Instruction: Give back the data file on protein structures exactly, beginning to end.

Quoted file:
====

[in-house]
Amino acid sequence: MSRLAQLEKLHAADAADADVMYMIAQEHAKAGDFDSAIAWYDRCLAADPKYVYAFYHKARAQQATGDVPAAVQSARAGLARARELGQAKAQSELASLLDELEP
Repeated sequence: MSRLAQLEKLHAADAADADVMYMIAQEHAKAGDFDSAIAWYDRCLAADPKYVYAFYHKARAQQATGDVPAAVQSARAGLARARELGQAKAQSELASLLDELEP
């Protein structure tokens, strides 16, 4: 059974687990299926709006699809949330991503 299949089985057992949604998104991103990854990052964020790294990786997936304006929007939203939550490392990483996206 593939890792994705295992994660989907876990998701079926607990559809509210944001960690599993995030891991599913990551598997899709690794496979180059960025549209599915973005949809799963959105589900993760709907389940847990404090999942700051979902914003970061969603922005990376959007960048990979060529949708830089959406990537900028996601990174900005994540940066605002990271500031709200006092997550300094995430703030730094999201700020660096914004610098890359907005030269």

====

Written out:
[in-house]
Amino acid sequence: MSRLAQLEKLHAADAADADVMYMIAQEHAKAGDFDSAIAWYDRCLAADPKYVYAFYHKARAQQATGDVPAAVQSARAGLARARELGQAKAQSELASLLDELEP
Repeated sequence: MSRLAQLEKLHAADAADADVMYMIAQEHAKAGDFDSAIAWYDRCLAADPKYVYAFYHKARAQQATGDVPAAVQSARAGLARARELGQAKAQSELASLLDELEP
């Protein structure tokens, strides 16, 4: 059974687990299926709006699809949330991503 299949089985057992949604998104991103990854990052964020790294990786997936304006929007939203939550490392990483996206 593939890792994705295992994660989907876990998701079926607990559809509210944001960690599993995030891991599913990551598997899709690794496979180059960025549209599915973005949809799963959105589900993760709907389940847990404090999942700051979902914003970061969603922005990376959007960048990979060529949708830089959406990537900028996601990174900005994540940066605002990271500031709200006092997550300094995430703030730094999201700020660096914004610098890359907005030269």